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Joe Greenawalt

Computer Science teacher at La Plata High School facilitator and CS Advocate

Charles County Public Schools


How did you get started teaching Computer Science?

When I was a full time math teacher, years ago, I loved trying out new ideas and creative ways to engage students. My supervisor said that she half expected to find me standing on my head one day because she'd seen me try so many unusual things. I'm really glad that I said yes when I was offered a computer science class to teach. It’s not that I had the background I needed- but I had the confidence that I could learn new things. I think that that attitude was critical to becoming a computer science teacher.

Having to learn new things has been a way of life as a CS teacher. Even after many years of teaching CS, I'm still learning new things. It's not only new content that I'm learning, but also how to share with others, and how to better support a greater variety of kids. There’s also learning how to react productively, listen carefully, and help each teacher to be successful with the course and their students. This is an ongoing challenge worth staying in the field to accomplish. We need to see beyond the curriculum to see the bigger goals. Most curriculum doesn't have the quality of support needed for teachers to evaluate what students do or don’t understand. The real goal is having students truly understand what it is that they are doing and why. It’s a change from the mindset of earning points or grades - to creating lasting understanding. It’s so much more than just doing the steps. The real goal is to open the hearts and minds of our students.


What's a challenge you've overcome?

Sometimes, something that starts out sounding like the worst sort of news can turn out to be a great opportunity. MSDE made a decision many years ago that CS would not count as a required technology education credit. The district administrators called in all the CS teachers and told us that we would need to get recertified so that we could teach other courses. They no longer saw a need for computer science teachers. 

These days we get great joy from the breadth and diversity of the CS program in Charles county… but it is really only as a result of the effort to get MSDE to modify their decision from long ago and all of the work and connections we made in solving that problem. CS has grown to be so much better than it was before; it's more inclusive, more organized, and more engaging than it was when it started out. The CS program in Charles County turned into a model of something that works to share with other states.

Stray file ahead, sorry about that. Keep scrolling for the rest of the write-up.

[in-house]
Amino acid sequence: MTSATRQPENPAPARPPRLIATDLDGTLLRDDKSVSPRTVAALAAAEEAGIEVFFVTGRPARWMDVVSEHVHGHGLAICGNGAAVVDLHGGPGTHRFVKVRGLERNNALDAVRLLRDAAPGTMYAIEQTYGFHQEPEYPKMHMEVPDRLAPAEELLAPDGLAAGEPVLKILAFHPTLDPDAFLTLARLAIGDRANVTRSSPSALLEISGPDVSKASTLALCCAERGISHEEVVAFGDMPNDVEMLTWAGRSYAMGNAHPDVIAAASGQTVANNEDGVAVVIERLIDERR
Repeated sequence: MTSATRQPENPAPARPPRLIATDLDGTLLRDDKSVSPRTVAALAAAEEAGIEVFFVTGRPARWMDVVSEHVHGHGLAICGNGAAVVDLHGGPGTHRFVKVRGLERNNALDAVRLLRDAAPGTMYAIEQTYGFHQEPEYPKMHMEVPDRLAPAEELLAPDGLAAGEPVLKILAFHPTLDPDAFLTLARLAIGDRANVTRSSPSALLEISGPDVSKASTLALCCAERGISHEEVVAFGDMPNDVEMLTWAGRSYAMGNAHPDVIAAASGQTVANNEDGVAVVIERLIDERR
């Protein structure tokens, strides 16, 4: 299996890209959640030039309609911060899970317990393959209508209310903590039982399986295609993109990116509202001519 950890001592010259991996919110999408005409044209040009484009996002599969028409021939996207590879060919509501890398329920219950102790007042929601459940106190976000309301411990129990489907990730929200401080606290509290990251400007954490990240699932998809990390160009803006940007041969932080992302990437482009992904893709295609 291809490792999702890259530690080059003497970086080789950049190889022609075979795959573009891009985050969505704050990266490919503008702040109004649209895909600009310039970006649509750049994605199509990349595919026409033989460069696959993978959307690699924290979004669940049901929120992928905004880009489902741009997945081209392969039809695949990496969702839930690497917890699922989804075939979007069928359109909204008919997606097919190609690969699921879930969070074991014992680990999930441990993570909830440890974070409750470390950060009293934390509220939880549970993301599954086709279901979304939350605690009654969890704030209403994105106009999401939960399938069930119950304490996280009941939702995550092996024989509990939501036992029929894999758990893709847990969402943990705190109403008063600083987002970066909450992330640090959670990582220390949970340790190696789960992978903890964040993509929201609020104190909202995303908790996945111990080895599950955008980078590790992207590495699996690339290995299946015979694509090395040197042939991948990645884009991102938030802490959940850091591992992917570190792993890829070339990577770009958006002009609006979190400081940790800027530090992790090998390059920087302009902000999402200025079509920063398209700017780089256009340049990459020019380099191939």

It is a challenge to convince legislators and administrators that computer science is foundational knowledge in this world of technology, and it's also a challenge to convince students to do something unknown, or take a risk. Most students don’t know enough about CS to give it a try without a strong nudge, and long before they find out what it is, they’ll dismiss it as an option for them without someone to show them the value.


How do you measure success?

At the high school level, we often defer to the College Board to define what an acceptable measure of success is with the AP courses and the score reports. What does it mean to succeed in AP CS-A? Exam scores? Going on to a career in a CS-related field? These can be false indicators of success. CS is a foundational literacy, a method of problem solving, that benefits students who go into any field. An AP exam score is a picture at a moment in time when students are changing rapidly. It's important to encourage AP CS-A students to see this as a process, rather than a product. A student who gets a 2 on the AP exam- but has learned a lot in the process- has gained something of real value. If students are engaged and persist, it won't matter so much when or where they started.

We really need to define for ourselves what success is. It's a concern when people define who can and cannot succeed much too early. It's so important that the administrators recognize the value of diversity in CS all the way through the advanced levels. There needs to be a pathway with opportunities for every student. AP classes and CTE programs can both be blockades that keep students out if we are not careful. The state legislated in 2018 that CS be made available to all students, and that districts show efforts to broaden participation to under-represented groups.


What experiences do you value as a leader in CS?

Working as an AP reader for the College Board (scoring the AP exams) was a very valuable experience. It built my confidence in my competence. It also allowed me the opportunity to build strong connections with other CS teachers and faculty, and led to a great opportunity to help develop the AP CS-Principles course working with other CS enthusiasts from high schools and higher education facilities from all over the country. The computer science education community is a group that cares very much about bringing opportunities to students across the country.


Dianne O'Grady-Cunniff, dogrady at usmd dot edu
Director, Maryland Center for Computing Education

Dr. Megean Garvin, mgarvin at usmd dot edu
Director of Research, Maryland Center for Computing Education

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Maryland Center for Computing Education
3300 Metzerott Rd. Adelphi, MD 20783
MCCE received initial support from the National Science Foundation, (MSP)2 Grant No. 0831970.